- maintains the linkage between the Council of the salesian community and the Council of the CEP (or Council of the Work).

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Quantitative consistency of the salesian community

To carry out its role of animation, the salesian community needs a quantitative and qualitative consistency which helps to make its activity visible and significant.

Numerical consistency is better for sustaining formation, spiritual and fraternal life-comparisons and pastoral quality, planning and dialogue with the area and the local Church.

Following the indications of R 20 and R 150, we undertake to give greater numerical consistency to the salesian communities.  This means reducing or overcoming the dispersion of the confreres who work individually in activities or works, as also redimensioning the salesian presence in an area in line with the criteria indicted by the Constitutions (art.6) and Regulations (art.1).

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Qualitative consistency of the salesian community

Qualitative consistency means that in the community there must be confreres able to remain present among the young, accompany them and educate them to the faith; capable also of animating individuals and groups, of formation of lay persons, of giving attention to the neighbourhood and the local Church and to the Salesian Family and Movement.

In the next six years the qualification of the SDBs in these matters must be attended to, with educative, relational and pastoral ability receiving preference over administrative, bureaucratic and organizational skills.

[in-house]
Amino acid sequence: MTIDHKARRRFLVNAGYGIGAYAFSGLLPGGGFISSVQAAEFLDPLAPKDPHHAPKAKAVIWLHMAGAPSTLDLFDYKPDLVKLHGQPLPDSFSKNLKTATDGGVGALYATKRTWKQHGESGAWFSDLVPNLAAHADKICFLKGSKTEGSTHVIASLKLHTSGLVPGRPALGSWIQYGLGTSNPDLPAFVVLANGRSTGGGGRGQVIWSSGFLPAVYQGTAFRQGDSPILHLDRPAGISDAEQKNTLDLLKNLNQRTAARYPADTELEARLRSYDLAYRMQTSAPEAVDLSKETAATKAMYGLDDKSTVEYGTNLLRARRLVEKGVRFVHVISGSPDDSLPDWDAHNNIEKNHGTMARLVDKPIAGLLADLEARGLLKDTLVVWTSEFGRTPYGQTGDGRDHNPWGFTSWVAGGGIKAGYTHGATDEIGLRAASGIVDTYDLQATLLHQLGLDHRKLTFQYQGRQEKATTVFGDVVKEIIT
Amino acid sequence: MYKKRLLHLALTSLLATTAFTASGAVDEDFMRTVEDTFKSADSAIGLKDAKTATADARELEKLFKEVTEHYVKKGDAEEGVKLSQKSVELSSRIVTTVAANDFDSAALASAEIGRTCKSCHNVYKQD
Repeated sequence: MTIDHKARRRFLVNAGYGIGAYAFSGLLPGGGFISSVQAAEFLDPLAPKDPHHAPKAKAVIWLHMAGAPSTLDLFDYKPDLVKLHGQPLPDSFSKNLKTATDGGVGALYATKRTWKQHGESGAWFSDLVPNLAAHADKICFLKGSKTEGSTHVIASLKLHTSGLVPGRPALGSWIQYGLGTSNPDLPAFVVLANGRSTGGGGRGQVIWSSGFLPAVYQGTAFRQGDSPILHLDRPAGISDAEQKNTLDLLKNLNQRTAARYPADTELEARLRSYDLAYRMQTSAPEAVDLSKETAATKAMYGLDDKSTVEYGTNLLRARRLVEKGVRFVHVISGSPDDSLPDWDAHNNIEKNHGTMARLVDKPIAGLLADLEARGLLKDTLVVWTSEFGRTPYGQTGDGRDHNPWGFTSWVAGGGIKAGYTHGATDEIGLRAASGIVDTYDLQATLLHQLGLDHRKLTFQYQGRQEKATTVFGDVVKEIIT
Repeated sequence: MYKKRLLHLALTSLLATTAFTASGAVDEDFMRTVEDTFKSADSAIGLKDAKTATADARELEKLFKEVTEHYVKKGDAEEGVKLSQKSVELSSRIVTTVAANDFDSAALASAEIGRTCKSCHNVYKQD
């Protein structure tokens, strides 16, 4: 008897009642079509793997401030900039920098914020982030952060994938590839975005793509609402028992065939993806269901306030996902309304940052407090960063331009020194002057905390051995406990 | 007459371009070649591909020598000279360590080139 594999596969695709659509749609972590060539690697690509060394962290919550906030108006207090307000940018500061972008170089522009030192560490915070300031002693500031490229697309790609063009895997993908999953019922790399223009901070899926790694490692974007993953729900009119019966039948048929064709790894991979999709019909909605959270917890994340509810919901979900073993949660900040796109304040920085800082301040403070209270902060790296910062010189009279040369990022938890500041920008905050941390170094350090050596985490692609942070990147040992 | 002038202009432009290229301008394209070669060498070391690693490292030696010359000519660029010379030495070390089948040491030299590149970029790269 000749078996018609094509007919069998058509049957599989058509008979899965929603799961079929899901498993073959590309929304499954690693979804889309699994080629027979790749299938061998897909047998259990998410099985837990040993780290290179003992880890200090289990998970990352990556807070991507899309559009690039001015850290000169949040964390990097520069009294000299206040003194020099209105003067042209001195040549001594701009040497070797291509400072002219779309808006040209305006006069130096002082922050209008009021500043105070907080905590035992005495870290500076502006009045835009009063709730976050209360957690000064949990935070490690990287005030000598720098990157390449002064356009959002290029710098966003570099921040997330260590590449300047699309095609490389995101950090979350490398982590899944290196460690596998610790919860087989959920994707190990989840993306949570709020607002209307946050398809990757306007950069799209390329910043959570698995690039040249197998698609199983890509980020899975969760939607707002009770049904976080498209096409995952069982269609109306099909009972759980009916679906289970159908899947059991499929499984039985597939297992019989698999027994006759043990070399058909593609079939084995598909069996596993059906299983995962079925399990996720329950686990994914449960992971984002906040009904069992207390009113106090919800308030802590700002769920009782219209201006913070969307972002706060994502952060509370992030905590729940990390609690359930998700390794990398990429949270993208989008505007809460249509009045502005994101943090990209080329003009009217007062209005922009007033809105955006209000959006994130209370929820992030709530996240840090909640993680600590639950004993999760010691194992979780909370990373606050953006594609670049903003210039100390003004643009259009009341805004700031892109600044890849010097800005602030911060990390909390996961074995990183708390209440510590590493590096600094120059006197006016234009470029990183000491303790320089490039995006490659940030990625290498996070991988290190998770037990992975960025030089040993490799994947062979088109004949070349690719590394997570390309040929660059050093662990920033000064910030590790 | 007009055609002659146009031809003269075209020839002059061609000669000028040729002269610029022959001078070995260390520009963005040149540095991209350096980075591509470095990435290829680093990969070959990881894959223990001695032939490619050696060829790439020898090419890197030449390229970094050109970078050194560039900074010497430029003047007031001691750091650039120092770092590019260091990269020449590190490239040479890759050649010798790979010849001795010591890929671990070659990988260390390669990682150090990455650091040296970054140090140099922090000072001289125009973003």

The significant and complementary presence of salesian priests and brothers in the community should be guaranteed as an essential trait of its physiognomy and apostolic completeness (C 45).

                  3.3  With reference to the bringing in of lay people

[175]

Every province must see to it that the basic and growth criteria indicated above are integrated into its "Lay Project".

Contracts with public or private entities are to be drawn up by the Province in dialogue with the local community.

[176]

The local community shall clearly define:

- the role to be filled by the lay person,

- the duration of his engagement,

- the period of trial,

- the process of formation.

                  3.4  With reference to female presence in the CEP

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Collaboration with youngsters families should be intensified, since parents are the primary educators of their sons and daughters.  To this end they should be offered in our works an educative climate rich in family values, and in particular an educational team with a harmonious integration of men and women components.

[178]

In this context one must emphasize the significance and prophetic force of the Salesian (SDB): not only does he play his part in education with his male values but, by living his celibacy with joy and fidelity, he bears witness to a particular quality of love and fatherliness.

For this reason, from the first years of formation confreres should be helped to develop a serious and mature attitude with regard to the opposite sex.

To build a healthy and balanced environment of coeducation care should be given to the affective and relational formation of both the SDBs and the lay members of the CEP.

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Without detriment to the requirements of different contexts, the need should be emphasized to overcome an artificial parallelism of tasks in which the education of boys is entrusted to men and that of girls to women.

It is urgently necessary that at provincial level and in the local CEP a serious reflection be made:

- on the values and possibilities of coeducation;

- on how to live the preventive system in a coeducational environment;

- on how to foster sexual identification in the integral development of the individual and education to love.

In the context of coeducation, the province should aim at a healthy balance of boys and girls among those for whom we work, as well as among our collaborators (cf.R 3).

 

                CHAPTER 3